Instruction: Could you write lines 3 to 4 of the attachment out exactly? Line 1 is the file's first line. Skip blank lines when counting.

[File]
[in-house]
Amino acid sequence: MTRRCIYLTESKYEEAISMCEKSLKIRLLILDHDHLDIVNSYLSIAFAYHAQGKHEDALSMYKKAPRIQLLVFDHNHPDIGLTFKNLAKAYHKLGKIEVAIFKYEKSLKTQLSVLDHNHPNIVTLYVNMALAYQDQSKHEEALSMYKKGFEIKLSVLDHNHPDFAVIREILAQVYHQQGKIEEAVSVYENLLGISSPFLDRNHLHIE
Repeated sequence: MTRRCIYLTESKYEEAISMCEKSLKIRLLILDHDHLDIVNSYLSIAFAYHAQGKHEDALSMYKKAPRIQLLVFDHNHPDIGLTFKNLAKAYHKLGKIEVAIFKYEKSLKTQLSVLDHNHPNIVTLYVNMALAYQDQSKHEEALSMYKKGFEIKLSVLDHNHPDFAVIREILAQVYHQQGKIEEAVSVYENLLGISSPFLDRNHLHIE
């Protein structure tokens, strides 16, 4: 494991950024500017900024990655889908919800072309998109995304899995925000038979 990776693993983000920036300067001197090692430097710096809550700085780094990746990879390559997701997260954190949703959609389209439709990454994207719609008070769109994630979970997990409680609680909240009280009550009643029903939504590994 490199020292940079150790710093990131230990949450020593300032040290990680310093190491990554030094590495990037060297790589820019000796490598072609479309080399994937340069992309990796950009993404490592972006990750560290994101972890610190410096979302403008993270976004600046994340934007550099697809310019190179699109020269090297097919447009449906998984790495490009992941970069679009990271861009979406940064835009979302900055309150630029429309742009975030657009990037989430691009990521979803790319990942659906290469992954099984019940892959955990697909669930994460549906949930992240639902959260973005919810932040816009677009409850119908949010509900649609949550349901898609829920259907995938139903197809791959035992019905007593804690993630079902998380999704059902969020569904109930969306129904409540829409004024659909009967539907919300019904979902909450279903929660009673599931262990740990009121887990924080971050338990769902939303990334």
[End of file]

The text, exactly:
Repeated sequence: MTRRCIYLTESKYEEAISMCEKSLKIRLLILDHDHLDIVNSYLSIAFAYHAQGKHEDALSMYKKAPRIQLLVFDHNHPDIGLTFKNLAKAYHKLGKIEVAIFKYEKSLKTQLSVLDHNHPNIVTLYVNMALAYQDQSKHEEALSMYKKGFEIKLSVLDHNHPDFAVIREILAQVYHQQGKIEEAVSVYENLLGISSPFLDRNHLHIE
């Protein structure tokens, strides 16, 4: 494991950024500017900024990655889908919800072309998109995304899995925000038979 990776693993983000920036300067001197090692430097710096809550700085780094990746990879390559997701997260954190949703959609389209439709990454994207719609008070769109994630979970997990409680609680909240009280009550009643029903939504590994 490199020292940079150790710093990131230990949450020593300032040290990680310093190491990554030094590495990037060297790589820019000796490598072609479309080399994937340069992309990796950009993404490592972006990750560290994101972890610190410096979302403008993270976004600046994340934007550099697809310019190179699109020269090297097919447009449906998984790495490009992941970069679009990271861009979406940064835009979302900055309150630029429309742009975030657009990037989430691009990521979803790319990942659906290469992954099984019940892959955990697909669930994460549906949930992240639902959260973005919810932040816009677009409850119908949010509900649609949550349901898609829920259907995938139903197809791959035992019905007593804690993630079902998380999704059902969020569904109930969306129904409540829409004024659909009967539907919300019904979902909450279903929660009673599931262990740990009121887990924080971050338990769902939303990334």